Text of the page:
In recent years there have been great advances in working with trauma and in gently and progressively improving the down-switching of the part of the brain that became traumatised. Emotional Freedom Technique, Trauma Informed Coaching and Satir Transformational Therapy are some of the approaches used.

The course is aimed at you, teachers, pastoral workers, leaders and coaches and counsellors. Run by Will Thomas, award-winning author, professional coach, and registered hypnotherapist.

Interesting? Recognise some of this in yourself or those you support? You may then be interested in a new programme I am running called Trauma-informed Coaching. It’s designed to help you learn more of the WHY we become traumatised – what happens in the mind and the body. And then HOW to resolve it. Drawing on three cutting edge approaches to reducing and healing trauma, this 9 hour programme is flexible, multi-media and very helpful. want to find out more? Click here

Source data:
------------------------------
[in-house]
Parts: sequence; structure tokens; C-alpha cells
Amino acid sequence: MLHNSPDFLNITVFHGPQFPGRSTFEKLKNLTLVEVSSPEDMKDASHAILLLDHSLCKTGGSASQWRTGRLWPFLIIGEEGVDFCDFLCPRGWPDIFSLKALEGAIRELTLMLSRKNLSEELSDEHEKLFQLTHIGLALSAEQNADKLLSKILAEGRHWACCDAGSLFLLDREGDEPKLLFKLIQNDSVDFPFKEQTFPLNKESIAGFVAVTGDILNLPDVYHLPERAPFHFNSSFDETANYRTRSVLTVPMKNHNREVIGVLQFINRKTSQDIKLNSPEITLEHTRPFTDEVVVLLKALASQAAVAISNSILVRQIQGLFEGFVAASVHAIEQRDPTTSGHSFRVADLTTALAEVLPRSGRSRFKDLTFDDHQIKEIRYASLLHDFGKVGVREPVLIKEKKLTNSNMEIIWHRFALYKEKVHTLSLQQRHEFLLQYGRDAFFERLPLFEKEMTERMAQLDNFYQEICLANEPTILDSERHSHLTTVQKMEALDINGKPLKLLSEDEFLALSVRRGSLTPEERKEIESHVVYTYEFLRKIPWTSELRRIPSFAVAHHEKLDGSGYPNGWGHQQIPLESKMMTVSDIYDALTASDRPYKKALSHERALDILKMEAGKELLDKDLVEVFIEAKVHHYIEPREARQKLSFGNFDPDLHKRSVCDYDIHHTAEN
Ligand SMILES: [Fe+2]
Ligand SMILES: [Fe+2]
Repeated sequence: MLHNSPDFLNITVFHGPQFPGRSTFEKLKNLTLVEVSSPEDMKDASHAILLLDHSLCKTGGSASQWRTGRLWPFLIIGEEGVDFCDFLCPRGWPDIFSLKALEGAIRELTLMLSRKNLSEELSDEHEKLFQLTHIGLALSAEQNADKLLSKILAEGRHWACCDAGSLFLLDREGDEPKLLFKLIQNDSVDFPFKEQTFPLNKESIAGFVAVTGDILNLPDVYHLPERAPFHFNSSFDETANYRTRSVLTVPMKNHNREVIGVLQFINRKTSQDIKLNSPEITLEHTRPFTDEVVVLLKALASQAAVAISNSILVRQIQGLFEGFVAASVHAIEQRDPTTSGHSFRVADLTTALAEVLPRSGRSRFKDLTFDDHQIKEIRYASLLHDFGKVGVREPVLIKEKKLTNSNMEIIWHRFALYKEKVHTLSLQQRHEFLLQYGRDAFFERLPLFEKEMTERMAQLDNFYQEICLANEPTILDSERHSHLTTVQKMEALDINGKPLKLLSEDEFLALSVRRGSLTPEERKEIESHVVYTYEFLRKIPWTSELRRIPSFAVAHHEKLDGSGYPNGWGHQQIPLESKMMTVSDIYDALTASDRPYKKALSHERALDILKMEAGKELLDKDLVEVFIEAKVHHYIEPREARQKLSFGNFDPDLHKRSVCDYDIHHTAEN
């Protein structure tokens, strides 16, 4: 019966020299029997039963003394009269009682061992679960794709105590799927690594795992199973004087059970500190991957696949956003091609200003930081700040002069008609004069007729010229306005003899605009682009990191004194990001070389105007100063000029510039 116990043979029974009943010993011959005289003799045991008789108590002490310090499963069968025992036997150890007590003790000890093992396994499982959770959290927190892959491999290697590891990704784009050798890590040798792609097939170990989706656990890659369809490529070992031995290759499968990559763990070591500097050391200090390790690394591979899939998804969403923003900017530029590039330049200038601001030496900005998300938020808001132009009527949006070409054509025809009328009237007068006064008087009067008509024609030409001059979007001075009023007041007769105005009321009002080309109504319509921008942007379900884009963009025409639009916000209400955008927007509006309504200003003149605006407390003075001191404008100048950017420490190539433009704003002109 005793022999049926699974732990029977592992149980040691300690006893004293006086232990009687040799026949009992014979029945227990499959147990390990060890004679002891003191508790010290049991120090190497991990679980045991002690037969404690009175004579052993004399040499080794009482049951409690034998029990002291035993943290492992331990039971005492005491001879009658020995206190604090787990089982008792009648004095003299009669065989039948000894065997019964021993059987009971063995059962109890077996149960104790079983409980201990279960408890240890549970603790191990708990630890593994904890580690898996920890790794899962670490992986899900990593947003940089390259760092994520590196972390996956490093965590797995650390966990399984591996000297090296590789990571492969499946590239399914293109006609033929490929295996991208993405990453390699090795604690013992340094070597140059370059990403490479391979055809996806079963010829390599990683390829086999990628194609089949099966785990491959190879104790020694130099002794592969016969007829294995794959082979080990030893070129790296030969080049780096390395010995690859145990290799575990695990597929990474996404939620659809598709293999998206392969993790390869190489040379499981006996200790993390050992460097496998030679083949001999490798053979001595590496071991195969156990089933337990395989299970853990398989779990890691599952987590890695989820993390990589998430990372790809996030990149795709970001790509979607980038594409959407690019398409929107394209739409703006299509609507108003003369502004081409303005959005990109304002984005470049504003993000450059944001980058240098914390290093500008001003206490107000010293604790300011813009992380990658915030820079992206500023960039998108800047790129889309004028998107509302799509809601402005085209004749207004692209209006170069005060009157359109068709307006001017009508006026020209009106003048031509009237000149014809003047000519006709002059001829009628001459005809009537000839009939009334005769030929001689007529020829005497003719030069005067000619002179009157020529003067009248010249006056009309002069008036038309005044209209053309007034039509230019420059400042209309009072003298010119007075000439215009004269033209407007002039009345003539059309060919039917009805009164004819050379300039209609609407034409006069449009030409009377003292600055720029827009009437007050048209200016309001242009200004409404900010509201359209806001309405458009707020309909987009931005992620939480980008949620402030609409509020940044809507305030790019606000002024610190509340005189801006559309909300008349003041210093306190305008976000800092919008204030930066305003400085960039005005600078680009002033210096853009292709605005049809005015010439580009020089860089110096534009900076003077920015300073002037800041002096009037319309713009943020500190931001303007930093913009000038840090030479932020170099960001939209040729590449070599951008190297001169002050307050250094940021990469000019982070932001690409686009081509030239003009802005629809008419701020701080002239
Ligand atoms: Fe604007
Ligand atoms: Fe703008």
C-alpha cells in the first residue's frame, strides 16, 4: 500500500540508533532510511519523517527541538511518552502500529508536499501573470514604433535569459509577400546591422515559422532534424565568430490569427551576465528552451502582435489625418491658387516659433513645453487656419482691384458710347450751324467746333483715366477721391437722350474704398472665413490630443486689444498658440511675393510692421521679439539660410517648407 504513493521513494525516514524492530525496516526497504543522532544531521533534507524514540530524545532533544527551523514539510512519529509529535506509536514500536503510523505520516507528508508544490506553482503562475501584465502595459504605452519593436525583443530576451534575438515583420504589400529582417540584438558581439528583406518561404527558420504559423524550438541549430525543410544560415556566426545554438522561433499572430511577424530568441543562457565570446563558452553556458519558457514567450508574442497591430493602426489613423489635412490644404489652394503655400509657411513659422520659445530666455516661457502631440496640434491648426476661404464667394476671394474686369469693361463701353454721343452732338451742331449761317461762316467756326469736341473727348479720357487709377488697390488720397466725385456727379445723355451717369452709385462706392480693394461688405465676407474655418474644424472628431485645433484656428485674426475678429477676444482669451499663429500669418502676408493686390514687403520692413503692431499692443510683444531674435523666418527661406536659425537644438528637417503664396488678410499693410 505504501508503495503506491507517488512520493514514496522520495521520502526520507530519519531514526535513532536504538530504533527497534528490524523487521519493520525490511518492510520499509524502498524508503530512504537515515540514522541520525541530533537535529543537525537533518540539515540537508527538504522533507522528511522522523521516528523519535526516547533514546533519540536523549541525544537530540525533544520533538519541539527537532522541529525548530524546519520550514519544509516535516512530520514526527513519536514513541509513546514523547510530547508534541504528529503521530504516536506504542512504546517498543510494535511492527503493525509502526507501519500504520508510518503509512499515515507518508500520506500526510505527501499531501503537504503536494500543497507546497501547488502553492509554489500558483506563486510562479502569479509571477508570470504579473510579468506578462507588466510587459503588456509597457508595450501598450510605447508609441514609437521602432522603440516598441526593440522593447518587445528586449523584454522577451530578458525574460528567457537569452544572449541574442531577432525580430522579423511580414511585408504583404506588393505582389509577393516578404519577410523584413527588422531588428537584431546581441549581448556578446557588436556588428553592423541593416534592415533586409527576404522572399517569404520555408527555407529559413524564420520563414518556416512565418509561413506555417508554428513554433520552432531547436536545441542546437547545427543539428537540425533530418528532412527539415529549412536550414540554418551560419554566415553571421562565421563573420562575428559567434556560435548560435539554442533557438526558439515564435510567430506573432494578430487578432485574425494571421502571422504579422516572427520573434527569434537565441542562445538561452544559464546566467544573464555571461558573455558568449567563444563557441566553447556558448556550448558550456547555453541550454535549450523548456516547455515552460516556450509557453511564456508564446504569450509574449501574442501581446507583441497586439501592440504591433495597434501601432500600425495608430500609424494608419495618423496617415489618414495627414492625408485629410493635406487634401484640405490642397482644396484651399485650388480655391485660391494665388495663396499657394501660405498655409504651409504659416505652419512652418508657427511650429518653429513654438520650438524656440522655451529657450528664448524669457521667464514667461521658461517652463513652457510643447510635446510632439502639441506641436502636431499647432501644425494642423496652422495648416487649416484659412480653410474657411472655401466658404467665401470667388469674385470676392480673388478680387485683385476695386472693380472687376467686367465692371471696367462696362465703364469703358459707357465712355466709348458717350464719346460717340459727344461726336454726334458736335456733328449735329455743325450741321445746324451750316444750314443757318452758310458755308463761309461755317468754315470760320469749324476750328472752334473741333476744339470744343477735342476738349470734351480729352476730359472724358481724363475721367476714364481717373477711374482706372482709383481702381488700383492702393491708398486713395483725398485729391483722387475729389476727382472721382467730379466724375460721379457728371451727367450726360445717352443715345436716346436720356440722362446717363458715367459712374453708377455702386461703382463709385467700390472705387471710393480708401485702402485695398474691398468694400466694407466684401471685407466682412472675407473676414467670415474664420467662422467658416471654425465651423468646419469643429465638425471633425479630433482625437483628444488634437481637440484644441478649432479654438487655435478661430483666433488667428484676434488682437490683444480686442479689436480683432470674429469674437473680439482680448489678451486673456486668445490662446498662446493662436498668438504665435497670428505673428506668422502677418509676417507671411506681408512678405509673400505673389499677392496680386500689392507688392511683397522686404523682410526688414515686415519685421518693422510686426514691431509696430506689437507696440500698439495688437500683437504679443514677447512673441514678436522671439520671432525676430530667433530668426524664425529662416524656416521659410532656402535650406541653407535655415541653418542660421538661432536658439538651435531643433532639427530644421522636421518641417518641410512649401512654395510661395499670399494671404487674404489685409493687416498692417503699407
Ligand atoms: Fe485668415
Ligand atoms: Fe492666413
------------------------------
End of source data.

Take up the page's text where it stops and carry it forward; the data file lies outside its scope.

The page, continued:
21.9 Hours a Year

21.9 Hours a Year

According to research by Greg McKeown and reported in The Optimist, the average “smartphone” user logs in to their phone 110 times a day.

This got me thinking. I did some simple maths. What came out surprised me. Based on this figure and a conservative assumption that it takes 2 seconds to tap in a four or 6 digit code or for a fingerprint recognition system to recognise your print, a whopping 21.9 hours are spent each year, just logging into our mobile phones.